Two writers who believe that Gumnami Baba was actually Netaji Subhas Chandra Bose, have strongly contested Justice (retd) Vishnu Sahai Commission's report that Gumnami Baba was not Bose.
In a statement issued here, Chandrachur Ghose and Anuj Dhar, the writers of the 2019 book 'Conundrum: Subhas Bose's life after death', said, "The commission report should be rejected as it fails to meet the main objective of setting up the inquiry. Instead of identifying Gumnami Baba, the report has taken an easy escape route through a frivolous assertion."
Justice Sahai refused to react on the issue and said that he would not like to comment beyond what has been observed in the Commission report.
The writers have alleged that the Sahai panel did not examine the available evidence scientifically.
While concluding that Gumnami Baba was not Netaji, the Commission had given 11 points about his personality that includes an observation pointing to Gumnami Baba as the Indian National Army leader's follower.
Justice Sahai observed in the concluding part of the report that "From items recovered from the part of Ram Bhawan (then Faizabad, now Ayodhya), where Gumnami Baba lived till his death, it cannot be ascertained that Gumnami Baba was Netaji Subhas Chandra Bose.
"Gumnami Baba was a follower of Netaji Subhas Chandra Bose. But he changed his residence when people started saying he was Netaji Subhash Chandra Bose."
The authors, Ghose and Dhar, had appeared before the Commission to make their point that relying on documentary, eyewitness and forensic evidence; they concluded that Gumnami Baba was Netaji.
Names of both Dhar and Ghose are mentioned in the Commission's report as Commission's Witness (CW) 3 and CW 4.
The panel has noted that in all there were 45 witnesses and out of them 34 appeared personally while 10 made their point through affidavits, giving valid reasons for not appearing before the panel.
Ghose and Dhar said: "The suggestion that Gumnami Baba was a follower of Netaji flies in the face of facts. In the 30 years that he was in India secretly, Gumnami Baba maintained contact with several Netaji aides and others, including the then RSS (Rashtriya Swayamsewak Sangh) chief.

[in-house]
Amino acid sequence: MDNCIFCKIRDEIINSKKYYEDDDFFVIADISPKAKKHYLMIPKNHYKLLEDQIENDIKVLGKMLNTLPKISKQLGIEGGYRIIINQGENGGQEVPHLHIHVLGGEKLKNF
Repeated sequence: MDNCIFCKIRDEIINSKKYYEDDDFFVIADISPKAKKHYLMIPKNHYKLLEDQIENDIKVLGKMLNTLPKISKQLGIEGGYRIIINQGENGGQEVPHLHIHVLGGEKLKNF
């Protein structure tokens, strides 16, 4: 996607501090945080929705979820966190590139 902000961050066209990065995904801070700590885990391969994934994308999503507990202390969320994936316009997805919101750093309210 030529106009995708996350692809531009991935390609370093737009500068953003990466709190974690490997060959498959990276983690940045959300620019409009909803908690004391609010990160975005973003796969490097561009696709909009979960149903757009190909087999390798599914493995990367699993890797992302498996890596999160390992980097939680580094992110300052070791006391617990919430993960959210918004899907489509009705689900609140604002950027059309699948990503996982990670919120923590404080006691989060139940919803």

"There is no evidence in the letters that have survived that they treated him like a follower of Netaji, in fact they were reverential about him and dropped clear hints that they thought he was Netaji.
"Gumnami Baba forbade people to refer to his real identity and that is why they avoided references, but reading their letters one can easily make out what they thought of his real identity."
"The commission should have gone for fresh DNA tests and handwriting examination in view of our allegations. But the commission did not pay heed to this," the authors said.
The commission, in its report, however, pointed out that it examined all the available evidence with utmost care.
"To know the truth, I cross-examined the witnesses. While evaluating them, I always had in mind that the witnesses were testifying about the incidents that took place about 31 or 32 years ago. (Gumnami Baba died on September 16, 1985).
"In fact, some of these testimonies were about the incidents that took place 60 to 65 years ago. This is common knowledge that human memory gets blurred with a period of time and when witnesses are asked to recollect 31 to 65-year-old facts, then they are tempted to fill the gaps with their own imagination. This is why I evaluated the affidavits with utmost care," the report stated.
The commission further noted that the conclusions were based on positive report of handwriting experts and his interaction with persons who knew Gumnami Baba.
The commission also observed that Ghose reached the conclusion that Gumnami Baba was Netaji on the basis of research work that pointed towards a strong probability that Gumnami Baba was Netaji.
The commission, however, did not find the observations of the two writers and the material provided by them as 'sufficient ground' to conclude that Gumnami Baba was Netaji Subhash Chandra Bose.